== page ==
Laure Limongi // Murmuration // texte de création for Raise magazine // May 2014
There a re pictures that immediately remind you of something. A winter’s day with a white light. From the heights of the Castel Sant’Angelo (Castle of the Holy Angel) in Rome, after tirelessly climbing the steps, finding the grotesque ones, losing your way to dicover shy sculptures, you can, after crossing the seemingly ready to use canons and their cannonballs, sit on a stone bench to observe the flocks of birds that strangely move in the sky.
It is a ballet made of subtle meetings, of risky gentle touches where routines follow one another according to a very precise score. Clear edges are drawn, sometimes reminding of recognizable patterns or of vague dreams, just like clouds can do, but with more frenzy, a thrilled virtuosity. We start to shiver, not only because the bench is cold and because of springtime fabric, but because of the precision of the groups. They look for one another without touching each other, they seem to move magically, defying gravity. It’s fascinating and nerve-racking at the same time for it is inexplicable. We keep celebrating the genius of the 1300g of the human brain, but the fighters are only broken down machines compared to birds.
The common starling itself only weights 60 grams, but can realize some clever routines that can transform the passage of time, seeming to suspend it gracefully. A crescent moon appears, the day eventually fades but you don’t want to stop observing it, eager for any new routine.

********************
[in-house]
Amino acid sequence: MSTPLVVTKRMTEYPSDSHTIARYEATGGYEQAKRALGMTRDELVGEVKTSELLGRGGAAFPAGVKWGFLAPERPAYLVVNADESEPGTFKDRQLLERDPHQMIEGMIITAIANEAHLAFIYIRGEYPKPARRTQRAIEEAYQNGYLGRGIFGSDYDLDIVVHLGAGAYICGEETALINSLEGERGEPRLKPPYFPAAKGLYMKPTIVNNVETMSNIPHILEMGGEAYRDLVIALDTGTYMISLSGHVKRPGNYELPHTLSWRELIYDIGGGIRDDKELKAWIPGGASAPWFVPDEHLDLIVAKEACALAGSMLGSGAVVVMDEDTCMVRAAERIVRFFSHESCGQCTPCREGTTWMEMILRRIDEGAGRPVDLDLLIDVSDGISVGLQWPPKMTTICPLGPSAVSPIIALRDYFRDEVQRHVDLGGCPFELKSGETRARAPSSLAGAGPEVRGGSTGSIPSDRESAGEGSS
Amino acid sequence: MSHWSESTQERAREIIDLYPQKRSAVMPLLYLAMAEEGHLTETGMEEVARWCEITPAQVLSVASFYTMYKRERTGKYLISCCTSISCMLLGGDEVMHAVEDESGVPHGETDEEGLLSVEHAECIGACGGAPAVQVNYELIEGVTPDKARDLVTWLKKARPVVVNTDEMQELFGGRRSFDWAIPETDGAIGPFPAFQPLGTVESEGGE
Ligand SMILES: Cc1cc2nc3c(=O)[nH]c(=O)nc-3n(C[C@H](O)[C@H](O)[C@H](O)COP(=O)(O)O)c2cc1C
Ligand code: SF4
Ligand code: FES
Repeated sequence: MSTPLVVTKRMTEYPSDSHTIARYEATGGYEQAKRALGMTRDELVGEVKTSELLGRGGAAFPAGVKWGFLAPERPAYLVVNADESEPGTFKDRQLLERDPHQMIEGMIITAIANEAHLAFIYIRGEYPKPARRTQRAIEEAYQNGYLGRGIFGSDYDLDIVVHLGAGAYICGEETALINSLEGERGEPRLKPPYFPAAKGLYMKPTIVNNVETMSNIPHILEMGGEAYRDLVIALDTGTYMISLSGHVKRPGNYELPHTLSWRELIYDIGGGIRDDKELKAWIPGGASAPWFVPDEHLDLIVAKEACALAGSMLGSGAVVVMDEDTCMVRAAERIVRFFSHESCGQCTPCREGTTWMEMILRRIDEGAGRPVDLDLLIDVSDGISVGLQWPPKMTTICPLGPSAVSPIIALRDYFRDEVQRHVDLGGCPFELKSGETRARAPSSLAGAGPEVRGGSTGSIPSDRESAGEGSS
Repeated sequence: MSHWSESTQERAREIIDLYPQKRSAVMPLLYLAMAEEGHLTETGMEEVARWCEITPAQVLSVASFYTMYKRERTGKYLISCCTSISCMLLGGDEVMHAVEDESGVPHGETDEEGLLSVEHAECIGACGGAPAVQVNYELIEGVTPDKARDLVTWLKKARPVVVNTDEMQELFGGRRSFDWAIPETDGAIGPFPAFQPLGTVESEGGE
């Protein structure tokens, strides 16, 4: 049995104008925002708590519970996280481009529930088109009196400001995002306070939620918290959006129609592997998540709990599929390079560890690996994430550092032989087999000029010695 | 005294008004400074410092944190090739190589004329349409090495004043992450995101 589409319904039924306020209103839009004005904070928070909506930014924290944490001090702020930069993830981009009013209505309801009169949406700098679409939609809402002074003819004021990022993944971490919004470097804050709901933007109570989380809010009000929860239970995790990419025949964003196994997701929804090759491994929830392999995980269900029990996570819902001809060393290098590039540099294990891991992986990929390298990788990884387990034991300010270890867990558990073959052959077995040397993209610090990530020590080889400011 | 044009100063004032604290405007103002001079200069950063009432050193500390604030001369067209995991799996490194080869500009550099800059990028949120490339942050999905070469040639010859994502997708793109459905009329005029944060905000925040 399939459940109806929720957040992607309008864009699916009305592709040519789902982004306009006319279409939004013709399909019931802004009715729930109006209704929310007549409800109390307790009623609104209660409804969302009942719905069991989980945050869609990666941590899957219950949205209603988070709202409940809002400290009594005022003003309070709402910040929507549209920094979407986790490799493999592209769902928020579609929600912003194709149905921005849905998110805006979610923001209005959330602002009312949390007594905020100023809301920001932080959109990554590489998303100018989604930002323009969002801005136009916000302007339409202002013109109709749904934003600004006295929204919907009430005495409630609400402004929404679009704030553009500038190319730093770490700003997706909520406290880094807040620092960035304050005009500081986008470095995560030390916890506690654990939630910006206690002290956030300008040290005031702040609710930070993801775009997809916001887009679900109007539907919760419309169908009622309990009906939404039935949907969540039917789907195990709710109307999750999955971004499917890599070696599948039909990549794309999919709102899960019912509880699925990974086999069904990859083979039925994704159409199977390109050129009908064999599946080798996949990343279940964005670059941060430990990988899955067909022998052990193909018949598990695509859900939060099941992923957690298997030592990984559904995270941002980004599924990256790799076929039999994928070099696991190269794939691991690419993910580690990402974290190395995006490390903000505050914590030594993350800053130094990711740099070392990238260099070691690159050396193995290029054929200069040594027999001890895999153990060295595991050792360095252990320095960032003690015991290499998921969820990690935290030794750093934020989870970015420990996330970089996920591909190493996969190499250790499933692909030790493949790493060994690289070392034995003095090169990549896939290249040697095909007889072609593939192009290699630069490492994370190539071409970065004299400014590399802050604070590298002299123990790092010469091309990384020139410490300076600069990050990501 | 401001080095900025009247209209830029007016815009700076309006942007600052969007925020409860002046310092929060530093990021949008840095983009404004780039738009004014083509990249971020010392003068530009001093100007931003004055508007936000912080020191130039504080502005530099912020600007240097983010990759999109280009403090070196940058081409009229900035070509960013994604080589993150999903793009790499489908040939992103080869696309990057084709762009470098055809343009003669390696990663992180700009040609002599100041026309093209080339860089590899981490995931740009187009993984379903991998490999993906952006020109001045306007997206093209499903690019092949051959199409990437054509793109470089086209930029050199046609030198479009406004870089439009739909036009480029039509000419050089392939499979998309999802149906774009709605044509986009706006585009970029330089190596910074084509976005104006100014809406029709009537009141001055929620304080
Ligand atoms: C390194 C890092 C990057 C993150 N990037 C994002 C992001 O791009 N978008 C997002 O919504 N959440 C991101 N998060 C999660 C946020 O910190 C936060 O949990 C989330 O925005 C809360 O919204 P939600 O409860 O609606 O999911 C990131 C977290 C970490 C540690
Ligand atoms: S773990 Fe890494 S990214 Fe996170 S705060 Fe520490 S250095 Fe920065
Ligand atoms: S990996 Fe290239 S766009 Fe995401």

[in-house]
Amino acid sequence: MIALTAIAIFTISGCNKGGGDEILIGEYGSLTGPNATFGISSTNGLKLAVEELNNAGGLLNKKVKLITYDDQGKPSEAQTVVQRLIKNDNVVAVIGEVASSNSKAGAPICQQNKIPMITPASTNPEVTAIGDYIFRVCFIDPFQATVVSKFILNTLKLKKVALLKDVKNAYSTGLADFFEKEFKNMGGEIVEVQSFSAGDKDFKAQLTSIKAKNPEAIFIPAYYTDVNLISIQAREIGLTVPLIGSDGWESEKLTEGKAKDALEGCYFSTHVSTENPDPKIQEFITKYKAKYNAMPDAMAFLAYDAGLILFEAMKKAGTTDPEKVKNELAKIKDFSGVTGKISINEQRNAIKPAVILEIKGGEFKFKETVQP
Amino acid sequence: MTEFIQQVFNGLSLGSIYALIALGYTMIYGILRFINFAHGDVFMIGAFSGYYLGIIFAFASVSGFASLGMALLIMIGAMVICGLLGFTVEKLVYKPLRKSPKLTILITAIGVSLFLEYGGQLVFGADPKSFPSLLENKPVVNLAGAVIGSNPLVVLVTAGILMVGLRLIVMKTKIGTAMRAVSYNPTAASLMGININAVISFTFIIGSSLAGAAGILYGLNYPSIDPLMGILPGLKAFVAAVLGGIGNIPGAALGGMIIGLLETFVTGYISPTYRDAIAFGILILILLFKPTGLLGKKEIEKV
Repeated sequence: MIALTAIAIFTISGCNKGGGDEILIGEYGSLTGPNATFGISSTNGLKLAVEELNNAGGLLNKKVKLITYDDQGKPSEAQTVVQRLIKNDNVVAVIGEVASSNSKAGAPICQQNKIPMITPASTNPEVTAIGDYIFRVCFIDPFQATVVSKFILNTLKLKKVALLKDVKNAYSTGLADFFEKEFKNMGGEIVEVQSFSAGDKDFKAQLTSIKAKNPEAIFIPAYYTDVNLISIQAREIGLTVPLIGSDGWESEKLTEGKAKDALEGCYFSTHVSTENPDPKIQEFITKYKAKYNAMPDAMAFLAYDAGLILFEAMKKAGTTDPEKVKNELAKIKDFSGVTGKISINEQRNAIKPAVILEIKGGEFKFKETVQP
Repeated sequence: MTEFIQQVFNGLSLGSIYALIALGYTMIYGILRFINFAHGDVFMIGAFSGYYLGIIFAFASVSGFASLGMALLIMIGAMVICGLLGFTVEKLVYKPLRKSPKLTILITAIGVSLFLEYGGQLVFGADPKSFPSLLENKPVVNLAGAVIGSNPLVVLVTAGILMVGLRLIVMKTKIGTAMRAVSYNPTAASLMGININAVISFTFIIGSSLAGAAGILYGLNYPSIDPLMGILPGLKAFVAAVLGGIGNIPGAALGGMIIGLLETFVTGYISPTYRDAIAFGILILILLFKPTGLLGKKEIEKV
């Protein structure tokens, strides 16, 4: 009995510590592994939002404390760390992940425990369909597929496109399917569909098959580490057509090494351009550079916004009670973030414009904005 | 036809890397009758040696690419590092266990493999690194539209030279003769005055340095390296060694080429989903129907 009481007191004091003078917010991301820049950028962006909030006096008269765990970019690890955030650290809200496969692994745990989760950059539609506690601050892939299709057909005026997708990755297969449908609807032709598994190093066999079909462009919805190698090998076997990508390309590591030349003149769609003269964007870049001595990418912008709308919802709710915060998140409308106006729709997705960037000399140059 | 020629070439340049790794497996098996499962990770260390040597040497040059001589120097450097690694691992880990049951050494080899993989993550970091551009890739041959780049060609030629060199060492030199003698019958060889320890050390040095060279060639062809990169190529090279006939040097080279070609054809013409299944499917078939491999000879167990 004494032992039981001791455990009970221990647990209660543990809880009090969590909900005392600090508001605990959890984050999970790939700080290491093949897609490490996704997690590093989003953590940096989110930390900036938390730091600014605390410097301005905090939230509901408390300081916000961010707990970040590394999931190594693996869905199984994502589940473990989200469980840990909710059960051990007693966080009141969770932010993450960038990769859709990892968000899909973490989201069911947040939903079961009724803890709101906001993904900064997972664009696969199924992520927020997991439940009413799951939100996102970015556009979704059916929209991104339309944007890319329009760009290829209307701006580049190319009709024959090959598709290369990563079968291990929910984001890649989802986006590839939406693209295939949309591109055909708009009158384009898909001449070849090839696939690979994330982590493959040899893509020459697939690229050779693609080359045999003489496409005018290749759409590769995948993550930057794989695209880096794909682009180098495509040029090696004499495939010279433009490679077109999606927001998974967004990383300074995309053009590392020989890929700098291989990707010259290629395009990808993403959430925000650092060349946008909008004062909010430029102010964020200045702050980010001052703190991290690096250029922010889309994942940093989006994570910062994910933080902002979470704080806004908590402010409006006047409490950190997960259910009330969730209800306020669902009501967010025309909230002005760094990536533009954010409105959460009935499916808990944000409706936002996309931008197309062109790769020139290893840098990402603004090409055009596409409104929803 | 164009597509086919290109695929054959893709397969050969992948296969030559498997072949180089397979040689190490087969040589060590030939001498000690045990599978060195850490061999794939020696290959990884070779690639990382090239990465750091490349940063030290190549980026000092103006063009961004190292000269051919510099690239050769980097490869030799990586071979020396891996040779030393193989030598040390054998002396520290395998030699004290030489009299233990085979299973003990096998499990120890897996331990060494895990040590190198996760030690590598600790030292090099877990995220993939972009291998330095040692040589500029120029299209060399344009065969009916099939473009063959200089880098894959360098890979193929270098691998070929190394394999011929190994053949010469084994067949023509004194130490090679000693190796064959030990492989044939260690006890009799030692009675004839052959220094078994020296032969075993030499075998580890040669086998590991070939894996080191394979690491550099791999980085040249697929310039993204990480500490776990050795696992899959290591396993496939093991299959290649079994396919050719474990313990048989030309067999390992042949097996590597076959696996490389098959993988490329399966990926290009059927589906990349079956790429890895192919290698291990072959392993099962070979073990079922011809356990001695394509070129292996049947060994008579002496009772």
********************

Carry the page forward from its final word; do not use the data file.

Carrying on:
Looking more attentively to Alain Delorme’s pictures, you can glimpse high tension relay masts, a factory chimney. The air is no longer Baudelaire’s “tainted of blue and pink” but is rather tainted of yellow and orange like a sky set on fire by carbon monoxide and nitrogen oxide. Something about these flocks, also known as murmurations, is different. You must listen carefully. These flocks don’t chirp. They do however make a strange rustle. You don’t recognize the sweetness of the feathers. It’s a familiar sound, but out of place. An annoying scratching.
I heard planet Earth has no longer six but seven continents. A huge plastic layer has formed in the Pacific Ocean and it grows every day. Soon garbage will be new citizens of this world which is now blinded by consumption. “Yes! Time will prevail, it has started ruling the world hard again”.
Natacha Wolinski // Excess in total equilibrium // Air France magazine // August 2011
"It takes three wheels and the full power of one man to get the consumer dream rolling. This man comes from a place where bikes glide Iightly between rice fields. He is one of those migrants who discover, fu|| force, the gray strips of asphalt, the Shanghai skyscrapers and the capitalist totems made of bottles, boxes, tires and crates. The man sags under his pile, but continues pedaling along, maintaining atenuous equilibrium. With each turn oft he wheel, he rattles the ”great factory of the world," and can aspire to his share of this unbelievable « piece montée ». The man is at the bottom of the image, on the lowest rung of the social ladder, but he just may one day reach the top. For Alain Delorme, this series is about finding our way between the absurdity of the materialist world and mankind's age-old dream of reaching for something higher. While keeping the Wheel turning"
Adam Jacques // Shanghai's totems of consumerism // // The Independent // April 2011
young man drags a ramshackle stack of furniture across a city on a makeshift cart; another pedals a colossal tower of cardboard boxes along the road, the load perched precariously above his tricycle. "The dizzying heights of these piles echo the incessant expansion of the buildings in the background," explains the French photographer Alain Delorme, who spent several weeks last year documenting the frenetic activity of China's most populous city, Shanghai.